“We rely on charities to solve some of society’s most challenging problems and it is startling to learn only a small percentage of Americans highly trust charities,” said H. Art Taylor, president and CEO of BBB’s Give.org.
ARLINGTON, Va. (PRWEB) October 25, 2018
Most people say trust is important before donating to charity, but fewer than one in five adult Americans say they “highly trust” charities, according to new research from BBB’s Give.org. The group today released the Give.org Donor Trust Report: An In-depth Look into the State of Trust in the Charitable Sector. The report, a survey of 2,100 adults in the United States, explores donor beliefs, feelings, and behavioral intentions related to charity trust and giving.
While the majority of respondents (73 percent) say it is very important to trust a charity before giving, only a small portion of respondents (19 percent) say they highly trust charities and an even smaller portion (10 percent) are optimistic about the sector becoming more trustworthy over time. The research was first reported in The Chronicle of Philanthropy.
For a free copy of the report, go to Give.org/DonorTrust.
“We rely on charities to solve some of society’s most challenging problems and it is startling to learn only a small percentage of Americans highly trust charities,” said H. Art Taylor, president and CEO of BBB’s Give.org, “This report shows the need to strengthen public trust in the charitable sector, and reminds us that the ability of charitable organizations to thrive in the future is closely tied to their ability to understand how rising – and more diverse – generations think about trust, engagement and generosity.”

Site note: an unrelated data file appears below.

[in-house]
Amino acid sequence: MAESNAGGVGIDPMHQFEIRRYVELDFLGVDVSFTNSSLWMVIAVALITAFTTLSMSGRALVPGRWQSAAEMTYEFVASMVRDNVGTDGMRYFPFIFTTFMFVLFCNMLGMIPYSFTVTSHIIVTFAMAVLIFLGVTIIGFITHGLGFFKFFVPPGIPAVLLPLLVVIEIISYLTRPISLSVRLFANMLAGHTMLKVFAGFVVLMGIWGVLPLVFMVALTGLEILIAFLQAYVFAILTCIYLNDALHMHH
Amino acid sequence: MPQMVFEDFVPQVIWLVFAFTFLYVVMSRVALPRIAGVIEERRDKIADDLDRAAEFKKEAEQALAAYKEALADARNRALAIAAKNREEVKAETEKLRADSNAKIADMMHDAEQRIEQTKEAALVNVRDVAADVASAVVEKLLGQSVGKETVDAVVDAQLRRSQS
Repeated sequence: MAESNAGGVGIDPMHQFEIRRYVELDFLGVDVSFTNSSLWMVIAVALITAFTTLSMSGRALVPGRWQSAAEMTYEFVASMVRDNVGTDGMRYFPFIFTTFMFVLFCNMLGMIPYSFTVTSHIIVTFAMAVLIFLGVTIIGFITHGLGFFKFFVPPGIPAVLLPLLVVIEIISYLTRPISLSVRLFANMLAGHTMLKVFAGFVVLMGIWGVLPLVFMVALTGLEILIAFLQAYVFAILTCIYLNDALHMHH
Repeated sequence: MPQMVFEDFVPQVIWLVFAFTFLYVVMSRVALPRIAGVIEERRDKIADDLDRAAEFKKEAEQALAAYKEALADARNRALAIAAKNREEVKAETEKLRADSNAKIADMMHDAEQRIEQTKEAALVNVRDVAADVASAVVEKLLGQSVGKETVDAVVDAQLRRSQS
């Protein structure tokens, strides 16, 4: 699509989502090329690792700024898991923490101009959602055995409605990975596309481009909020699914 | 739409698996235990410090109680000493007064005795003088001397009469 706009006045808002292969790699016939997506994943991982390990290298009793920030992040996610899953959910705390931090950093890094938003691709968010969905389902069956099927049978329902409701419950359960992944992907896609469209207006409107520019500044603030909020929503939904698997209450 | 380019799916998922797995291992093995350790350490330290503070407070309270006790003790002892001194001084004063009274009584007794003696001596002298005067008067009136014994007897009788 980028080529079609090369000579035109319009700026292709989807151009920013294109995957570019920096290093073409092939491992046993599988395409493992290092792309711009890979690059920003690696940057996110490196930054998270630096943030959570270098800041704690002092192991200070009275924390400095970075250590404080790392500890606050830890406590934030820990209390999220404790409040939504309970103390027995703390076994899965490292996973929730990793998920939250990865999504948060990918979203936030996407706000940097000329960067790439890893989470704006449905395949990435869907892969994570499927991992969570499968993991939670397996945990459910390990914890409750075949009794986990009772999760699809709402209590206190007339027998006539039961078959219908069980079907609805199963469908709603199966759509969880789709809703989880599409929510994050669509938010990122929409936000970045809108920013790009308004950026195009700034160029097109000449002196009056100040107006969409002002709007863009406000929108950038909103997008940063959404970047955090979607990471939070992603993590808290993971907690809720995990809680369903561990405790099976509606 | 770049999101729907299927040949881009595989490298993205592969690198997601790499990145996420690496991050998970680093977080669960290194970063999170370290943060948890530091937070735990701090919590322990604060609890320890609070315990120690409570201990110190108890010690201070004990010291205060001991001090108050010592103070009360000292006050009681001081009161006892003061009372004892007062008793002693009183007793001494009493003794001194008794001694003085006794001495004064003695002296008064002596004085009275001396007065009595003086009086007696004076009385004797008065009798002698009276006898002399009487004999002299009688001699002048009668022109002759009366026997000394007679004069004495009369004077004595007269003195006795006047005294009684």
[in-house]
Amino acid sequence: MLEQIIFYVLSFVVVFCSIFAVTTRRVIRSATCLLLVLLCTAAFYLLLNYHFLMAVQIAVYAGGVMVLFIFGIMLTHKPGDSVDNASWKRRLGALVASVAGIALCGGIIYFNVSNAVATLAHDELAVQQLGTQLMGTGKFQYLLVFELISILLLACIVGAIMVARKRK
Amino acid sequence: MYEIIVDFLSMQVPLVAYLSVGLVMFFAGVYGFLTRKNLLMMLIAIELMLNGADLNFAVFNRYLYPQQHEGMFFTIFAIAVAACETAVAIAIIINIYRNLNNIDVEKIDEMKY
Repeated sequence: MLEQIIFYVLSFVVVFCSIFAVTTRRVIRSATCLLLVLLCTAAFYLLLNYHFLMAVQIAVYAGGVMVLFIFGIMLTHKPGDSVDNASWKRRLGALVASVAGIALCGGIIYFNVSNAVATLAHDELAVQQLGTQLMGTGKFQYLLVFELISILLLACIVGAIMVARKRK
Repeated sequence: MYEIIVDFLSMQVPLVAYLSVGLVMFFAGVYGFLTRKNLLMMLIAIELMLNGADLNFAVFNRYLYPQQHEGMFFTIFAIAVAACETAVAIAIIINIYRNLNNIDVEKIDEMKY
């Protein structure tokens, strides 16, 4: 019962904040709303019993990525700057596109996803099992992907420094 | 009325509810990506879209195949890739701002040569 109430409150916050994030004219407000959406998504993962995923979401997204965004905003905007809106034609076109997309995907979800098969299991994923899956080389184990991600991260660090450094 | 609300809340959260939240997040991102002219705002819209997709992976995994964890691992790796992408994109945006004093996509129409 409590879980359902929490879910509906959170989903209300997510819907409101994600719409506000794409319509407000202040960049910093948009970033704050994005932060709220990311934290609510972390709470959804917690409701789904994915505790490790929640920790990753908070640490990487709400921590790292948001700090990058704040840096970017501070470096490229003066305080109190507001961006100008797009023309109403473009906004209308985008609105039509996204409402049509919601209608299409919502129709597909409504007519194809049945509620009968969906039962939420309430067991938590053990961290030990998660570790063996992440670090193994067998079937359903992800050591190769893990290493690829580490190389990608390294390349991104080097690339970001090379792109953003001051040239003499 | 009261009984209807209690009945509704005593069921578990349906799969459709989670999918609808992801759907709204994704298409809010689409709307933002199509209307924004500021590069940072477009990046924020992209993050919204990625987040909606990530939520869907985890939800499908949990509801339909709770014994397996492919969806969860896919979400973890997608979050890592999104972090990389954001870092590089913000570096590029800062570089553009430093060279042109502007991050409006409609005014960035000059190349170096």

According to the report, minorities and younger generations are particularly vulnerable because they are more likely to rely heavily on engaging stories and perceived sincerity and passion in a charity’s appeal when making giving decisions. According to the report, 32% of Millennials (ages 20-36) and 45% of Generation Z (ages 18 and 19) respondents say passion and sincerity is a top perceived signal of trust, as compared to only 9% of Matures (ages 72-89). In addition, racial minorities and younger generations are more likely to perceive verifying trust in a charity as “easy,” suggesting that these groups are less likely take the extra step to vet a charity before giving.
The Give.org Donor Trust Report offers a macro-level view of the state of public trust for the charitable sector as a whole and for specific charity types. Other themes covered include: triggers of trust at the individual donor level, presentation of donor attitudes along generational and racial lines, and shifting views about generosity more broadly.
BBB’s Give.org urges donors to give thoughtfully by taking the time to look into charities before making a donation and to visit Give.org to verify if a charity meets the 20 BBB Standards for Charity Accountability.
About BBB Wise Giving Alliance:
BBB Wise Giving Alliance (BBB’s Give.org) is a standards-based charity evaluator that seeks to verify the trustworthiness of nationally-soliciting charities by completing rigorous evaluations based on 20 holistic standards that address charity governance, results reporting, finances, fundraising, appeal accuracy and other issues. National charity reports are produced by the BBB WGA and local charity reports are produced by local Better Business Bureaus – all reports are available at Give.org.
For more than 100 years, the Better Business Bureau has been helping people find businesses, brands and charities they can trust. In 2017, people turned to BBB more than 160 million times for BBB Business Profiles on more than 5.2 million businesses and Charity Reports on 11,000 charities, all available for free at bbb.org. The Council of Better Business Bureaus is the umbrella organization for the local, independent BBBs in the United States, Canada and Mexico, as well as home to its national and international programs on dispute resolution, advertising review, and industry self-regulation.
MEDIA CONTACTS: For more information, journalists should contact Katherine Hutt (212-705-0131 or khutt(at)council.bbb.org) or Bennett Weiner (703-247-9323 or bweiner(at)give.org)